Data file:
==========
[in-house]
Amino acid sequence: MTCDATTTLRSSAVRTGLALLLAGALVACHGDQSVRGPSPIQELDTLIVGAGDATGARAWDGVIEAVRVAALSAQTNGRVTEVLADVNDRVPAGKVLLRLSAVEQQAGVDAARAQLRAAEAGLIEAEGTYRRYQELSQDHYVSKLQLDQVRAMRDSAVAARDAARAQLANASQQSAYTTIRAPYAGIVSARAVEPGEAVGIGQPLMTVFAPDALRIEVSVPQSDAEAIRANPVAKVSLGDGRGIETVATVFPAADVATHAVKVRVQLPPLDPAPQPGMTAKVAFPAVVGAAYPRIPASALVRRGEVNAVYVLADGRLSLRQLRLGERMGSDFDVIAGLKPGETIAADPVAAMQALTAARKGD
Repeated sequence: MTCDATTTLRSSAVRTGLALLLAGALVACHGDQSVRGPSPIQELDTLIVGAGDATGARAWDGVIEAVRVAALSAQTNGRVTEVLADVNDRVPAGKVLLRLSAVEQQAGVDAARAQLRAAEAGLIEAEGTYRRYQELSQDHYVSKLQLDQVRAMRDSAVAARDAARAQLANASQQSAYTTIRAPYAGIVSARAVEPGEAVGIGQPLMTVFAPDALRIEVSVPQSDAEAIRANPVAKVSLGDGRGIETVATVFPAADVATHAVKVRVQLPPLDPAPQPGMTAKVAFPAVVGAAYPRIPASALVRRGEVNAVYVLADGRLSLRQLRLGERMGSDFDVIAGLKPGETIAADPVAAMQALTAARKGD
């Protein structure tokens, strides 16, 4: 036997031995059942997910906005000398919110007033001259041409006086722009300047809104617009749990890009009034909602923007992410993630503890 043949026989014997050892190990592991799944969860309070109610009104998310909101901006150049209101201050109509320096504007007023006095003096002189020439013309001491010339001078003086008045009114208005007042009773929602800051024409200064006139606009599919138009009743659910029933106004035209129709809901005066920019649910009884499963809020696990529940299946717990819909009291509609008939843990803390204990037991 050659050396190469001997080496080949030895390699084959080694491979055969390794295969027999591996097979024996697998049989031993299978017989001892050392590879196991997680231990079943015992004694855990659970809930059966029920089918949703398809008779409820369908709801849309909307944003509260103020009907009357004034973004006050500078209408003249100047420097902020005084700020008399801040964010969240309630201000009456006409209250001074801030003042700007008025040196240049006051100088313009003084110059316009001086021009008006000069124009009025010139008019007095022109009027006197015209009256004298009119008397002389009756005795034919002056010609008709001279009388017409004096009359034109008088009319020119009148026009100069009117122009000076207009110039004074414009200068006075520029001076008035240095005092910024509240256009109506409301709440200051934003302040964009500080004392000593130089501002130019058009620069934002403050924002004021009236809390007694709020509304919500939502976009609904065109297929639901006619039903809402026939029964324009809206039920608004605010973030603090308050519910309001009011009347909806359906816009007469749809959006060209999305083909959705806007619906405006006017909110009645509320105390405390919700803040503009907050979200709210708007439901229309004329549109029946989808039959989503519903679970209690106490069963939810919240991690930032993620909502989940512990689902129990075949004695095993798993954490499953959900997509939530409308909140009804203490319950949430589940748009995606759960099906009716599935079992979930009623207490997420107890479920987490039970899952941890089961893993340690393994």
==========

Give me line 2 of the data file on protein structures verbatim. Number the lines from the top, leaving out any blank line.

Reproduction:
Amino acid sequence: MTCDATTTLRSSAVRTGLALLLAGALVACHGDQSVRGPSPIQELDTLIVGAGDATGARAWDGVIEAVRVAALSAQTNGRVTEVLADVNDRVPAGKVLLRLSAVEQQAGVDAARAQLRAAEAGLIEAEGTYRRYQELSQDHYVSKLQLDQVRAMRDSAVAARDAARAQLANASQQSAYTTIRAPYAGIVSARAVEPGEAVGIGQPLMTVFAPDALRIEVSVPQSDAEAIRANPVAKVSLGDGRGIETVATVFPAADVATHAVKVRVQLPPLDPAPQPGMTAKVAFPAVVGAAYPRIPASALVRRGEVNAVYVLADGRLSLRQLRLGERMGSDFDVIAGLKPGETIAADPVAAMQALTAARKGD